MOTONAGA Sadamasa was born in 1922 in Iga, Japan. Sadamasa Motonaga is most renowned for his pouring of different paints to create color field forms on the canvas inspired by tarashikomi, a traditional Japanese painting technique. A Gutai member from 1955 until 1971, Motonaga experimented early in his career with organic materials like rocks and water, creating open-air installations today recognized as some of the most significant early Gutai exhibitions. His well-known Work (Water) from 1956 consisted of numerous vinyl tubes suspended in the air with poured pools of brightly colored liquid cradled in their grasps. This installation has been recreated most recently at the 2009 Venice Biennale and in the atrium of the Solomon R. Guggenheim Museum during the 2013 exhibition Gutai: Splendid Playground. Motonaga lived in New York on a grant from 1966- 1967, where he began using airbrush and acrylic paint to create the bright, saturated, hard-edged paintings of cartoonlike forms that characterize his later output.Read More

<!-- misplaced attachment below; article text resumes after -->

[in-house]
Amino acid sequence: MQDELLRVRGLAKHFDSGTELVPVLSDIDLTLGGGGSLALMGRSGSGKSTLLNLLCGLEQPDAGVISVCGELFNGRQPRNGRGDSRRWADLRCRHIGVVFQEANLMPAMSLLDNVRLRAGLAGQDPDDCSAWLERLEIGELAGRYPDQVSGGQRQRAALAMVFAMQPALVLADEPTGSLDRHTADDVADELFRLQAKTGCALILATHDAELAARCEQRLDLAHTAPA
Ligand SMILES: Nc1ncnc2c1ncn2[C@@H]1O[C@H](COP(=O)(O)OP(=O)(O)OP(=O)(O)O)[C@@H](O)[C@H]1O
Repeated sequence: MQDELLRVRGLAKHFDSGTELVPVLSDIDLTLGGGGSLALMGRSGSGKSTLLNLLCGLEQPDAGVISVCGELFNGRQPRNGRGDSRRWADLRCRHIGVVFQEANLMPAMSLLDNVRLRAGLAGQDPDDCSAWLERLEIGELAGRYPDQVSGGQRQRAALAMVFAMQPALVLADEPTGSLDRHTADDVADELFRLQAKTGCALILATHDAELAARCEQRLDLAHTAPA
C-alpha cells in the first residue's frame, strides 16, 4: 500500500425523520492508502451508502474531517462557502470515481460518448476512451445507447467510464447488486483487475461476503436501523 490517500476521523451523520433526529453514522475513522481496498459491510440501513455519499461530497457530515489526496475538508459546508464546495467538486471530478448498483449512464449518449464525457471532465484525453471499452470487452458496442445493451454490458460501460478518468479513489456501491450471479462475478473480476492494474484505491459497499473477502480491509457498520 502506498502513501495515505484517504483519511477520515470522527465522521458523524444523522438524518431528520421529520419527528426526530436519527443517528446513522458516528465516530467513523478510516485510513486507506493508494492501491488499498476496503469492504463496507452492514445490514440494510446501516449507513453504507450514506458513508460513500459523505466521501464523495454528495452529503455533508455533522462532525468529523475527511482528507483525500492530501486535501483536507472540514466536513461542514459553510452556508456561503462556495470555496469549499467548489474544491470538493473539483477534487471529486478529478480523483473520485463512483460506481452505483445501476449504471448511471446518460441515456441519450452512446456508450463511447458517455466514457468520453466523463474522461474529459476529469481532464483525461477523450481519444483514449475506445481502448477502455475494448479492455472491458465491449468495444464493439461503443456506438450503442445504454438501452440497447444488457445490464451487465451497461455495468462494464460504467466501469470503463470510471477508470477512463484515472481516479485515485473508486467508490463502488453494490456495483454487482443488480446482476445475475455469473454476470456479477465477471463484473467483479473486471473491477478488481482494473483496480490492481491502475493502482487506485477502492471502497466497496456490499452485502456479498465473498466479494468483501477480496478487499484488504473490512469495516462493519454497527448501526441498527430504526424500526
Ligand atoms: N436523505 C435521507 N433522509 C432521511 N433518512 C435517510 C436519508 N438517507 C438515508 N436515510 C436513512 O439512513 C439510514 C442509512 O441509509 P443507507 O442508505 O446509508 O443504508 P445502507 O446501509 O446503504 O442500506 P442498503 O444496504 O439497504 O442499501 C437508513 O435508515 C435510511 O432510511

His works are collected by public institutions, such as The National Museum of Art (Osaka), The National Museum of Modern Art (Kyoto), Tokyo Metropolitan Art Museum, Hyogo Prefectural Museum of Art (Hyogo, Japan), The Museum of Modern Art New York, Museu de Arte Moderna do Rio de Janeiro (Brazil), Dallas Museum of Art (Dallas, Texas).
Text courtesy Asia Art Center.
In the 1950s, the artists of the newly formed Gutai group of Japan worked fast and fearlessly, changing styles and mediums at will, staying abreast of the latest postwar developments abroad. The mood